CINCINNATI — The Ohio High School Athletic Association has started to discuss the possibility that fall sports could be delayed due to the impact of the coronavirus outbreak.
While the start of the spring sports season remains postponed, the initial discussion revolving around the fall sports season occurred a day after the OHSAA canceled the remaining four winter sports tournaments.
"Friday in our daily meeting that we have with staff - not that we weren't thinking about it - but now we're starting to look at what if we are delayed in football?" OHSAA executive director Jerry Snodgrass told WCPO Saturday. "What if we are delayed in our fall sports? Cross country (is) one of the earliest starts."
Aug. 1 is the official start of practice for cross country, field hockey, football, golf, soccer, girls tennis and girls volleyball.
"It's difficult for us too to have one sport - I guess you can say all you want in cross country there is social distancing because you outrace the other person - but it's pretty difficult to have one sport and not have the other," Snodgrass said. "I know that people challenge that a little bit but we are looking at now fall. We're starting to plan."
This past weekend was the original competition starting dates for baseball, softball, boys tennis and track and field. Lacrosse was supposed to start its season March 20. The postponement of spring sports coincides with schools not being open.
"I'm not going to kid anyone that one of the most overriding factors in all of this is the length of school closure," Snodgrass said. "Right now it's April 6. To think that's realistic, probably not. But it is what it is. So when the governor and (Ohio Department of Health director) Dr. (Amy) Acton have that on the radar as such we are going to have it on the radar, too. And our plans are to come back then. We also know that if that's not realistic then we have a plan if it's May 1. If it's the end of May there is a possibility. I mean there is some very remote possibilities."
Lakota West athletic director Scott Kaufman, a member of the OHSAA board of directors, said Friday he believes April 6 is a long-shot at best based upon what he's heard from listening to Ohio Gov. Mike DeWine's news conferences.
Kaufman said there is plenty to be worked out regarding regular-season contests and tournaments, if and when competition starts this spring.
"There is too many unknowns right now," Kaufman said.
The OHSAA decided March 25 to cancel the remaining winter sports tournaments due to the anticipated lack of available facilities and information about the coronavirus outbreak from DeWine's news conference.
"We didn't put that decision off just to give false hope," Snodgrass said. "I know a lot of people maybe think we did. Until we really found out - we found out the day before on Wednesday - almost solidified that major universities were going to shut down through the summer. Their facilities would not be available. I still don't know if they have even made that public yet. But most of them have indicated this long date. We can extrapolate that and know if those universities are going to do that there is certainly no high school anywhere that is going to take the liability on of hosting an event."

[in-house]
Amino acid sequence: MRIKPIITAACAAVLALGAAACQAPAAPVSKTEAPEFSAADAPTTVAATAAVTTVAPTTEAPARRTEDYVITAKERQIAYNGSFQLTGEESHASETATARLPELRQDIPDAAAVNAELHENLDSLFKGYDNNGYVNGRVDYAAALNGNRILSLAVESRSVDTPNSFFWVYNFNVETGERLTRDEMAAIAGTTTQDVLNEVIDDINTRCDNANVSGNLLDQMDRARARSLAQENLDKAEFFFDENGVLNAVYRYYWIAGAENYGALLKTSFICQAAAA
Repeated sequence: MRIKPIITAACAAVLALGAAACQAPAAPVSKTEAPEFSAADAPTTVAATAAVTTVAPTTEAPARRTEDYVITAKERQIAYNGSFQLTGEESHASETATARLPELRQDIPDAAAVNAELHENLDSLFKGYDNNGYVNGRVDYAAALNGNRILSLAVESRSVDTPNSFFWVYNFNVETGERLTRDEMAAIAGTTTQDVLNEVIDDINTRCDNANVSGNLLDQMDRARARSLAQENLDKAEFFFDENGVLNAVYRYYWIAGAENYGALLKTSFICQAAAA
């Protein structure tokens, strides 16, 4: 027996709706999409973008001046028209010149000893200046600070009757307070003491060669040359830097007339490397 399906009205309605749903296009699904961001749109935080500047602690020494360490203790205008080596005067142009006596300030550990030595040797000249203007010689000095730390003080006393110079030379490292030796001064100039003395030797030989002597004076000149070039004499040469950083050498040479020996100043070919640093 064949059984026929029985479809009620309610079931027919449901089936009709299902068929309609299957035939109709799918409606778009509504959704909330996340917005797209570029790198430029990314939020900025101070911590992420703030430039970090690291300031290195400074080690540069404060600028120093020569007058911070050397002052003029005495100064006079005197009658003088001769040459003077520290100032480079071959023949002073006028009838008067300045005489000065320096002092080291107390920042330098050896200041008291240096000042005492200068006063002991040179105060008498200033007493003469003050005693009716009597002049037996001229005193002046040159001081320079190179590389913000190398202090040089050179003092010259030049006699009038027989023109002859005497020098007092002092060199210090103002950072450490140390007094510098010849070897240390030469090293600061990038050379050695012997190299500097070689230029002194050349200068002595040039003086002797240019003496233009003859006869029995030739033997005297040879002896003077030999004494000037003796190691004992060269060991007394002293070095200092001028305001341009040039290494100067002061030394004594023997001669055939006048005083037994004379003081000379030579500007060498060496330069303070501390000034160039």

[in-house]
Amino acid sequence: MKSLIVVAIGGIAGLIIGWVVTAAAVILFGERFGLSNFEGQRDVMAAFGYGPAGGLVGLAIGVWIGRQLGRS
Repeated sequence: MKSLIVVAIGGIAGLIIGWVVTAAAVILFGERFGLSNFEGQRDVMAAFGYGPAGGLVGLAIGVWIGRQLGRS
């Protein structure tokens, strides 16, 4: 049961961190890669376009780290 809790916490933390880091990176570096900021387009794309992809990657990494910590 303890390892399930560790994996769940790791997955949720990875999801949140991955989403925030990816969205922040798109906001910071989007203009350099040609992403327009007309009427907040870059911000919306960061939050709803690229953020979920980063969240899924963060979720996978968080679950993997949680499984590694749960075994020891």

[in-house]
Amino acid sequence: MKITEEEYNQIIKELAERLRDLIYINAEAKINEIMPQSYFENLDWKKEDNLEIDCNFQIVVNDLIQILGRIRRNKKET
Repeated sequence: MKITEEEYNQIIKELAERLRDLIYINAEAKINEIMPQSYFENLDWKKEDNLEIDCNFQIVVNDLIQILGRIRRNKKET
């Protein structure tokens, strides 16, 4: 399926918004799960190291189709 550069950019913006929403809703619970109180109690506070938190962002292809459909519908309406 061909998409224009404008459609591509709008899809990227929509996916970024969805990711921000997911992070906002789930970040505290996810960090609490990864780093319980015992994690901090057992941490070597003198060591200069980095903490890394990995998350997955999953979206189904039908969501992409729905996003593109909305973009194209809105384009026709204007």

The state girls basketball tournament was scheduled to be held at St. John Arena while the state individual wrestling and state boys basketball tournaments were scheduled for the Schottenstein Center.
Snodgrass said additional information from DeWine and Dr. Amy Acton about the peak of the coronavirus outbreak in the state also played a major role in the decision to cancel.
"Just at that point in time we had to go with the numbers," Snodgrass said. "It's sad to say that hope was gone on that but essentially that did close the door."
Snodgrass said the revenue loss is closer to $2 million due to the cancellation of the winter sports tournaments after initial estimates were $1.4 to $1.5 million two weeks ago. The OHSAA has a $19 million total budget.
Ticket revenue from postseason tournaments makes up an estimated 80% of the OHSAA operational budget. The 501(c)(3) nonprofit organization does not rely on tax dollars.
There are 816 member high schools and approximately 760 seventh to eighth grade schools that belong to the OHSAA, which represents over 350,000 students competing in 26 sanctioned sports (13 for boys and 13 for girls).
Snodgrass said expenses, like event programs and trophies for state tournaments, count against the budget.
"We have a lot of liabilities out there," Snodgrass said. "The number of boxes of game programs that we have from girls basketball that had been printed, wrestling - it's incredible the boxes. And other than the ones that we mail out to people and the ones that we sell, they are probably going to go for recycling and that's a huge expense. Our trophies - people kind of forget that if we don't have spring sports - we have all these winter and spring sport trophies. And people say, 'Can't you refurbish them?' Well, not if they are stamped with the year 2020 on them."
The OHSAA is discussing several ideas about how to recognize student-athletes from the remaining winter sports tournaments during the 2020-21 school year.
Snodgrass recently reached out to University of Dayton men's basketball coach Anthony Grant to discuss a possible recognition program in the future. Other ideas are in the works, too.
Wyoming athletic director Jan Wilking, the vice president of the OHSAA board of directors, said Friday she appreciates the leadership Snodgrass has exhibited as the state association works through a number of scenarios.
"This is an unprecedented time," Wilking said. "And to have somebody like Jerry who has been in the shoes of coach, athletic director, parent, player really helps because he can relate. When he called us to say this is the decision that we have to make he's as emotional as anyone can be."